My mom had always been honest: I picked a real loser when I picked your father. I used to wish that she’d told me he was dead instead of AWOL. It seemed better to have a dead dad than one who was very much alive and working at a garage three towns over but had no interest in my life.

So I made up a dad. He was in the military. That explained his long absence from home and why he and my mom divorced. She couldn’t bear him being in harm’s way. Deployment is so hard on those left behind. His job made me a bit more noble too, gave me a whiff of respectability that my mom’s job at the grocery store didn’t convey. I was the daughter of a real live American hero. The kind of guy other people thanked for their service. And I might have gotten away with that lie. A distant dad, gone from my life not because he couldn’t be bothered, but because he was called to a higher purpose—protecting America.

Then in eighth grade I pushed my luck. I told people my dad had been injured. I can’t remember what made me add to the lie. To embroider the story with a roadside bomb, VA hospitals, and countless surgeries. Maybe the original story had become dull. Or people wondered why he never seemed to get leave to visit and I thought I needed to create a reason. But my lie went a step too far. Instead of merely keeping people from asking too many questions, it made people feel bad for me. To want to do something.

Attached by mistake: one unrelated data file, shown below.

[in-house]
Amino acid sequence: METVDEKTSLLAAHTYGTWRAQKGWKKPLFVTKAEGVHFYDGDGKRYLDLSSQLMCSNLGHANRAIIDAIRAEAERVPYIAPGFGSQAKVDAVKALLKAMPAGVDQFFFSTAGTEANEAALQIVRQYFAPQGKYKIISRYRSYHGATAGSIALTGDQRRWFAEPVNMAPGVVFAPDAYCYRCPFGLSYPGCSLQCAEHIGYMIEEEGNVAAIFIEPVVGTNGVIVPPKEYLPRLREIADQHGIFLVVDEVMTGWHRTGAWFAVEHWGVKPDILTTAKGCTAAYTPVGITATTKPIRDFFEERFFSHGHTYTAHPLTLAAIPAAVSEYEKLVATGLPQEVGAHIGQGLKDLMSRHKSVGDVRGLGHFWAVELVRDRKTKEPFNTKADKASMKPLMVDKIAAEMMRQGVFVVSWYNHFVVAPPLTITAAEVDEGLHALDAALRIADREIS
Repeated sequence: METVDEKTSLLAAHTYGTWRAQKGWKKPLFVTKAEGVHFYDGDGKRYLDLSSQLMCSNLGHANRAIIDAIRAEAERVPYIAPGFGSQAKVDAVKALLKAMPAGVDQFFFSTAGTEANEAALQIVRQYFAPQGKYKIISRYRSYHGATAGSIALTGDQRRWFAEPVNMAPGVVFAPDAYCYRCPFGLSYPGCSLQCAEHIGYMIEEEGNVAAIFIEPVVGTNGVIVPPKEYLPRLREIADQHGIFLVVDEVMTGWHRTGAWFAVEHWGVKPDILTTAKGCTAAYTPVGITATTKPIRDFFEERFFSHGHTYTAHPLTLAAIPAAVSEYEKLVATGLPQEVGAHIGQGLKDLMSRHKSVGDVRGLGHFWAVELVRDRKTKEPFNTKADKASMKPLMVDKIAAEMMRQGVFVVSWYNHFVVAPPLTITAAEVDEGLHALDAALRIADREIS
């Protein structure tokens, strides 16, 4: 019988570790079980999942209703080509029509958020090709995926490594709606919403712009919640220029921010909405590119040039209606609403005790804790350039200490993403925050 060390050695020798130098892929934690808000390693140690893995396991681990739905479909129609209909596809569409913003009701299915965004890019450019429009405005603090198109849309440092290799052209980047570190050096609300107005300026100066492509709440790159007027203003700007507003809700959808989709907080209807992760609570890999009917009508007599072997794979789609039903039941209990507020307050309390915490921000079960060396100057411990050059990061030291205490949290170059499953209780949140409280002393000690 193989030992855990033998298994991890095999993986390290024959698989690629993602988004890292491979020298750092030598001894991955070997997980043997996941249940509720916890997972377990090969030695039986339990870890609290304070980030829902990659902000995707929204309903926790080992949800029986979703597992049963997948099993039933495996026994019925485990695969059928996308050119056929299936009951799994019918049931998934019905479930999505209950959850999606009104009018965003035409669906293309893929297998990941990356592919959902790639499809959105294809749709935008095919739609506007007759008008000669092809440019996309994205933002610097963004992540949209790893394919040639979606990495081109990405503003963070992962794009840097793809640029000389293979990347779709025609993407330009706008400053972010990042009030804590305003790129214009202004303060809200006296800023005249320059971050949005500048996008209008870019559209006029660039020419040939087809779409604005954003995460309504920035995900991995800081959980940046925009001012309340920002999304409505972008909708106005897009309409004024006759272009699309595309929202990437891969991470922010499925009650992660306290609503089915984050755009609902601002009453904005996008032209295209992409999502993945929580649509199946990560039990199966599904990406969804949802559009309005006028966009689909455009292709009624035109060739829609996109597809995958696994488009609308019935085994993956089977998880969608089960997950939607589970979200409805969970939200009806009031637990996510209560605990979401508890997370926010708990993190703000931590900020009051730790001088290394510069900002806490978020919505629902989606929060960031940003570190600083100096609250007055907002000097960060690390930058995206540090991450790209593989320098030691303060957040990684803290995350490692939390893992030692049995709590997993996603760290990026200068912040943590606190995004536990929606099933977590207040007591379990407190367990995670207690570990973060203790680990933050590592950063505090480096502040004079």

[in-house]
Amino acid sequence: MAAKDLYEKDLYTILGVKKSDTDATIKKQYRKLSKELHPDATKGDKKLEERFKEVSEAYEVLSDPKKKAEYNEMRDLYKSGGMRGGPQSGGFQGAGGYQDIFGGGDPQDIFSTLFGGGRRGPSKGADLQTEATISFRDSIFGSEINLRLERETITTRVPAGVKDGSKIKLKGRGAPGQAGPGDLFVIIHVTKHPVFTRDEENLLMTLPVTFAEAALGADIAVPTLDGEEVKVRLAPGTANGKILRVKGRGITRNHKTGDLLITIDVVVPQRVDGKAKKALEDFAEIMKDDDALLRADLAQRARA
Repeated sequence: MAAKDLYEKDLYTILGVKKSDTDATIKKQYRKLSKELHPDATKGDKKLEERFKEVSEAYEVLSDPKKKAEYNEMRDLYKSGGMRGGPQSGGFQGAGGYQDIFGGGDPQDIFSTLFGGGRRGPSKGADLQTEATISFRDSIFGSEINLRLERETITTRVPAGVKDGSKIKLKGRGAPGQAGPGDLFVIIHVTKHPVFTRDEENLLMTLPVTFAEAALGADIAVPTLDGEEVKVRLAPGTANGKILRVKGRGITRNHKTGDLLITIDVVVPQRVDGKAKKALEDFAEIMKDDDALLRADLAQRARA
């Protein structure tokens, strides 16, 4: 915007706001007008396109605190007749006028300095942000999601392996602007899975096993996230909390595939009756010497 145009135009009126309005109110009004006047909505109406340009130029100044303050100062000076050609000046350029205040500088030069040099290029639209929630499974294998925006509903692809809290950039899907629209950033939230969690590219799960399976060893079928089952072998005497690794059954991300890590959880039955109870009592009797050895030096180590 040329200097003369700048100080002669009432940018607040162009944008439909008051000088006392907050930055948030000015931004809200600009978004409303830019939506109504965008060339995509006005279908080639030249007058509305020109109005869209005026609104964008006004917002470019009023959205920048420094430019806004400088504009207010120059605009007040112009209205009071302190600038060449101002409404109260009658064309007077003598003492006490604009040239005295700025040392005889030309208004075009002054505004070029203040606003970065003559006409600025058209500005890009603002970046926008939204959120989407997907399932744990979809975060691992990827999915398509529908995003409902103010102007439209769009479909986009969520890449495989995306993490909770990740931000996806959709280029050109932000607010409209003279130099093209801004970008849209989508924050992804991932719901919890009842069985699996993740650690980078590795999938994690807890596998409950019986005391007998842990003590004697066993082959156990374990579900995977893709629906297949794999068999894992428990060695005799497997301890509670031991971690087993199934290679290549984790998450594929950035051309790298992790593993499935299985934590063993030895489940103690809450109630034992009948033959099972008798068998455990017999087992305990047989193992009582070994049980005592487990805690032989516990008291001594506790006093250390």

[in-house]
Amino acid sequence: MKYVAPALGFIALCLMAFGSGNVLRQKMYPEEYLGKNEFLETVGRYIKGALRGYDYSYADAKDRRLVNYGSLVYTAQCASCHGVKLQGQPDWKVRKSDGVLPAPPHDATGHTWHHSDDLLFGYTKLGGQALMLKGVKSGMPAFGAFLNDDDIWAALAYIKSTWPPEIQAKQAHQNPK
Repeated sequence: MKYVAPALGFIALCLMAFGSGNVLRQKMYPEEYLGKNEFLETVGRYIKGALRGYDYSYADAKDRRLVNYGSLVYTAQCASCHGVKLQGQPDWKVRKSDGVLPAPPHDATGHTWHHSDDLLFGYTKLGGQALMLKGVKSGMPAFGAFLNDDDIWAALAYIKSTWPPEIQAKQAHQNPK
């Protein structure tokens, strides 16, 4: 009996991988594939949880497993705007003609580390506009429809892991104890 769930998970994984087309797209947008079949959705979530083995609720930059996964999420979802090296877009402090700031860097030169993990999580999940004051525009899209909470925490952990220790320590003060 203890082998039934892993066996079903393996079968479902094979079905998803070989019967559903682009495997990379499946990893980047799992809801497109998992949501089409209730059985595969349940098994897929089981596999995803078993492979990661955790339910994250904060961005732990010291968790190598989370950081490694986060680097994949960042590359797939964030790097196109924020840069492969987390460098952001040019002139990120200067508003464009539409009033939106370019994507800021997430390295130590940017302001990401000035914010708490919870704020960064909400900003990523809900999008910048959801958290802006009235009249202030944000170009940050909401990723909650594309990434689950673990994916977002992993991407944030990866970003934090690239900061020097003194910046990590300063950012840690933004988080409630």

Without telling me, Drew got the ball rolling when she asked her parents if they would let her take money out of her savings account so I could fly to the veteran’s hospital in Washington, DC, to visit my dad. Her parents told people at their church, and suddenly the thing spiraled out of control. Weeks later there was an all school assembly with my mom invited for a big surprise. The mayor of our town was there. A representative from the Rotary Club presented me with a check in front of everyone. Enough cash so I could travel to Washington with my mom. There was talk of the excess money going toward an accessible home for my poor amputated-legs dad. It was a great example of a town pulling together. A bunch of people were crying and waving these tiny American flags the local Walmart had donated for the event. It would have been amazing—made for TV—except for the part where I’d made him up. I’d just stood on the stage and wished for a meteor to strike me dead while my mom looked around confused trying to figure out what the hell everyone was talking about.